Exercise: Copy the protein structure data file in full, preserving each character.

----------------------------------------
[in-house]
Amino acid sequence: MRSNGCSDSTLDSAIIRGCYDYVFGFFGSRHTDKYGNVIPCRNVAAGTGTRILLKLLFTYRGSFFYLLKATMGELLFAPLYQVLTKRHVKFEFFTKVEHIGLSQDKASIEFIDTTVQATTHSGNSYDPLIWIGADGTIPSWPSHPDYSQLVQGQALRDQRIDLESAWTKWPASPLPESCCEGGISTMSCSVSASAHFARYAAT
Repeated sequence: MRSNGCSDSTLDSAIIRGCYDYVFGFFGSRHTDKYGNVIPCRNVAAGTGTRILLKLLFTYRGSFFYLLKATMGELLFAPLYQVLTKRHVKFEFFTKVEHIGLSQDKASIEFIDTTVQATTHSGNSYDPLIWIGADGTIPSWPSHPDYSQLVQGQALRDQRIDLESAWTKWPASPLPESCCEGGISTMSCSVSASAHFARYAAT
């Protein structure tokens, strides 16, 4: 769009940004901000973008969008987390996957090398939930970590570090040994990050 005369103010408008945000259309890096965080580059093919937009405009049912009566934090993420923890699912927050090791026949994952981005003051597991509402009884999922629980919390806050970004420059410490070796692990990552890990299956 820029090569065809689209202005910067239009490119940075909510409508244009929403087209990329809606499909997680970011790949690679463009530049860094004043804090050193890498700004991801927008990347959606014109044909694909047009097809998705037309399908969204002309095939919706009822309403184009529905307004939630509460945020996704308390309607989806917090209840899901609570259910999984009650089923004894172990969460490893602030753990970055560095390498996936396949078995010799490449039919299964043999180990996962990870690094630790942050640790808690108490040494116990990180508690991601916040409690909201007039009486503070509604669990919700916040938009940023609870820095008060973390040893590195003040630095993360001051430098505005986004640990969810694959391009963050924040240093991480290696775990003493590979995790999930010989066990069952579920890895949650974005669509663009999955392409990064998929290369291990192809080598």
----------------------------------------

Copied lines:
[in-house]
Amino acid sequence: MRSNGCSDSTLDSAIIRGCYDYVFGFFGSRHTDKYGNVIPCRNVAAGTGTRILLKLLFTYRGSFFYLLKATMGELLFAPLYQVLTKRHVKFEFFTKVEHIGLSQDKASIEFIDTTVQATTHSGNSYDPLIWIGADGTIPSWPSHPDYSQLVQGQALRDQRIDLESAWTKWPASPLPESCCEGGISTMSCSVSASAHFARYAAT
Repeated sequence: MRSNGCSDSTLDSAIIRGCYDYVFGFFGSRHTDKYGNVIPCRNVAAGTGTRILLKLLFTYRGSFFYLLKATMGELLFAPLYQVLTKRHVKFEFFTKVEHIGLSQDKASIEFIDTTVQATTHSGNSYDPLIWIGADGTIPSWPSHPDYSQLVQGQALRDQRIDLESAWTKWPASPLPESCCEGGISTMSCSVSASAHFARYAAT
């Protein structure tokens, strides 16, 4: 769009940004901000973008969008987390996957090398939930970590570090040994990050 005369103010408008945000259309890096965080580059093919937009405009049912009566934090993420923890699912927050090791026949994952981005003051597991509402009884999922629980919390806050970004420059410490070796692990990552890990299956 820029090569065809689209202005910067239009490119940075909510409508244009929403087209990329809606499909997680970011790949690679463009530049860094004043804090050193890498700004991801927008990347959606014109044909694909047009097809998705037309399908969204002309095939919706009822309403184009529905307004939630509460945020996704308390309607989806917090209840899901609570259910999984009650089923004894172990969460490893602030753990970055560095390498996936396949078995010799490449039919299964043999180990996962990870690094630790942050640790808690108490040494116990990180508690991601916040409690909201007039009486503070509604669990919700916040938009940023609870820095008060973390040893590195003040630095993360001051430098505005986004640990969810694959391009963050924040240093991480290696775990003493590979995790999930010989066990069952579920890895949650974005669509663009999955392409990064998929290369291990192809080598």